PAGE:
June 6, 1947

PC

Howard Charles Green

Progressive Conservative

Mr. GREEN:

Oh, no.

Mr. ST. LAURENT: Those are not the

exact words-or for purpose of manning an establishment under their own control? The answer to that question is in paragraphs 2 and 5 of the Prime Minister's declaration of February 12, 1947. Paragraph 2 reads:

General cooperation and exchange of observers in connection with exercises and with the development and tests of material of common interest.

Paragraph 5 says:

. . . without impairment of the control of either country over all activities in its territory.

That is the purpose for which they are here.

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PC

Howard Charles Green

Progressive Conservative

Mr. GREEN:

If I may interrupt the

minister, my question was whether the troops were in Canada for training or, in some cases, to establish posts.

Mr. ST. LAURENT: Here the answer is

given that they are here for training in the broad sense. I do not know that it is for training of the individuals but it is.

... to increase the familiarity of each country's defence establishment with that of the other country.

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And:

General cooperation and exchange of observers in connection with exercises and with the development and tests of material of common interest.

I suppose that would come under the general classification of training. It is not something designed to improve the military prowess of the man who is here. It is a test of the material and equipment, so that the knowledge acquired from the test may be made available to others than those who are in personal attendance.

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PC

Howard Charles Green

Progressive Conservative

Mr. GREEN:

I do not wish to interrupt

the minister, but if I may be permitted to do so I should like to ask him one other question. Is there not quite a difference between that and establishing United States posts in Canada?

Mr. ST. LAURENT: [DOT] Oh, yes.

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PC

Howard Charles Green

Progressive Conservative

Mr. GREEN:

It should be easy enough to explain whether or not there are to be United States posts established in Canada.

Mr. ST. LAURENT: There are not to

be United States posts established in Canada under the policy stated by the President and by the Prime Minister on February 12, 1947. I hope there will never be anything more than at present, but no man can undertake to say that situations will not change-

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LIB

Ian Alistair Mackenzie (Minister of Veterans Affairs; Leader of the Government in the House of Commons; Liberal Party House Leader)

Liberal

Mr. MACKENZIE:

That is so.

Mr. ST. LAURENT: -and that there may not, unfortunately, be some time when all Canadians will be glad to see posts established here.

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LIB

Ian Alistair Mackenzie (Minister of Veterans Affairs; Leader of the Government in the House of Commons; Liberal Party House Leader)

Liberal

Mr. MACKENZIE:

Especially on the

Pacific coast.

Mr. ST. LAURENT: I have great sympathy with much that was said by the hon. member for Muskoka-Ontario (Mr. Macdonnell), but when he said that we could not tolerate that there be anywhere the idea that another war might, unfortunately, sometime become possible, I think that is going much too far. If that were the case, how could any responsible government come to parliament and ask it to vote $226,709,331 for defence preparations for one fiscal year? And how can any of the hon. gentlemen opposite be making speeches to the effect that we are not doing enough in that line?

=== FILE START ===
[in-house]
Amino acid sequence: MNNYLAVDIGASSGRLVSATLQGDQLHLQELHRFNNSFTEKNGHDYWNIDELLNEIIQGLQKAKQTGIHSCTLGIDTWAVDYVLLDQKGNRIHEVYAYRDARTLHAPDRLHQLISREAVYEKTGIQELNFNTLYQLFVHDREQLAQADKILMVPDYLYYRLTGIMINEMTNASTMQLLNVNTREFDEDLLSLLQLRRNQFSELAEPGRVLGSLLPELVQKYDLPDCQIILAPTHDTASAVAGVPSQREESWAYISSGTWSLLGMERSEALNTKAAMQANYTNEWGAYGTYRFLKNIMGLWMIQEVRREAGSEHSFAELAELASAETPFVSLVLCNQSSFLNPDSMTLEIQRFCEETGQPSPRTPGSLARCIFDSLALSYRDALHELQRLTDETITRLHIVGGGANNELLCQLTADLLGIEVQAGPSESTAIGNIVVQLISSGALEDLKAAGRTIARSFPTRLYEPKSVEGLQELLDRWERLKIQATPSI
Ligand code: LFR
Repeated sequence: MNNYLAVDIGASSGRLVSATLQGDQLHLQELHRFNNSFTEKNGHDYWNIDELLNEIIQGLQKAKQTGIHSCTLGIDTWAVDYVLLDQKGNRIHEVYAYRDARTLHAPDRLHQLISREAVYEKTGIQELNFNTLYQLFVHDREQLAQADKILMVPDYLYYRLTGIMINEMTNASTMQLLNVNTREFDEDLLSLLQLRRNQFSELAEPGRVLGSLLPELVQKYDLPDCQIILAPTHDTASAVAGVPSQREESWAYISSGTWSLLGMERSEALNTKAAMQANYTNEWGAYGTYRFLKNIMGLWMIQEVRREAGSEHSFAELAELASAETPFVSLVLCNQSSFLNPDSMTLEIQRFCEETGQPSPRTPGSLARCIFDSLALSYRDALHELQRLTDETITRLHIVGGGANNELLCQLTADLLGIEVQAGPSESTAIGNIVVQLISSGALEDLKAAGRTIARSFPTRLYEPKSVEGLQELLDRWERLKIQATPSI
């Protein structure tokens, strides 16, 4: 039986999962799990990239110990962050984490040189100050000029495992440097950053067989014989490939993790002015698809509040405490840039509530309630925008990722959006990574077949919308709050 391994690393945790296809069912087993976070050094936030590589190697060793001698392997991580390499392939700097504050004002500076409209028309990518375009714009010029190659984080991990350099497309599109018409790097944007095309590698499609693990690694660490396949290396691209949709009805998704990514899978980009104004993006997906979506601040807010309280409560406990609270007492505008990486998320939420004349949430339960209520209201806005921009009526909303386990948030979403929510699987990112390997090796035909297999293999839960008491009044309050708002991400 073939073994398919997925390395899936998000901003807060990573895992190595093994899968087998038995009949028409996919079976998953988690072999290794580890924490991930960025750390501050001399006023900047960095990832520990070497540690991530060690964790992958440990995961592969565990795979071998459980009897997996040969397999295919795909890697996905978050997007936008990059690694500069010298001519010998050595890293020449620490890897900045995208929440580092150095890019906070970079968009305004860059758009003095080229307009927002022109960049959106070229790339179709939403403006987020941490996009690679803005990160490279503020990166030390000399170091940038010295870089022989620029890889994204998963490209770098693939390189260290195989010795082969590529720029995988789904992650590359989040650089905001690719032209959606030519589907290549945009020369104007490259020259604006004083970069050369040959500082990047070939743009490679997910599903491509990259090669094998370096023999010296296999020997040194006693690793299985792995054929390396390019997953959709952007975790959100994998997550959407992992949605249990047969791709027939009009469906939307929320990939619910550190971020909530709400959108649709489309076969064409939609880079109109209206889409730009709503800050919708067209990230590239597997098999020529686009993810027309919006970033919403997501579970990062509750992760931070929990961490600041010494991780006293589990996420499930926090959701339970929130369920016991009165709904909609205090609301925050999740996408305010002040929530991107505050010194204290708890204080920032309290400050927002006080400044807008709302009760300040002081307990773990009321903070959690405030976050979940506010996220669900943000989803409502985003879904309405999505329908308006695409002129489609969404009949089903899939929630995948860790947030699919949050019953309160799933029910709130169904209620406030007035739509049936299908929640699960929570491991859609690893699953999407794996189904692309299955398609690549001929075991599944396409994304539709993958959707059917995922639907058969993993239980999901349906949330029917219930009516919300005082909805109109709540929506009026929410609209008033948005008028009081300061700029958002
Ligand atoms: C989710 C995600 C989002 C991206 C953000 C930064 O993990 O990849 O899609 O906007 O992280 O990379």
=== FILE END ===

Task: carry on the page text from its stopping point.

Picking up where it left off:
The third question raised by the hon. member was, What consent is required for the presence of such personnel here? The consent required is the arrangements worked oht by the personnel of the general staffs of the two countries within the terms of this statement of policy made on February 12, 1947. They, within the terms of that policy, can work out

arrangements which, I am sure, hon. members with military experience will say should be left to the military authorities and should not be directed as to details by the members of this house.

' Mr. GREEN: Does the cabinet not pass at all on any of these invitations to foreign troops to come to Canada?

Mr. ST. LAURENT: The cabinet passes upon the general policy, and if there is anything in contemplation which is not just routine for the carrying out of the policy declared to parliament, then the matter will have to come back to the cabinet, and would probably come back to the cabinet in the form of a recommendation of the joint permanent board on defence. The general staff has no authority to go beyond the ordinary routine of carrying out what has been stated to be the policy of the two countries. That brings me to a point which I think it is important to make, and it affords an answer to another question: Why was this not put in the form of a treaty like the treaty between Australia and New Zealand?

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PC

Howard Charles Green

Progressive Conservative

Mr. GREEN:

Before the minister leaves that other point, may I ask him whether the inviting to Canada of United States troops who are now here was considered by the cabinet, or whether it was merely done by the general staff?

Mr. ST. LAURENT: I do not know to what extent it is proper for me to go in attempting to describe accurately to this house the measures being taken by our general staff to do what the country expects them to do if it is to provide them with $226,000,000. I am not going to attempt to do that.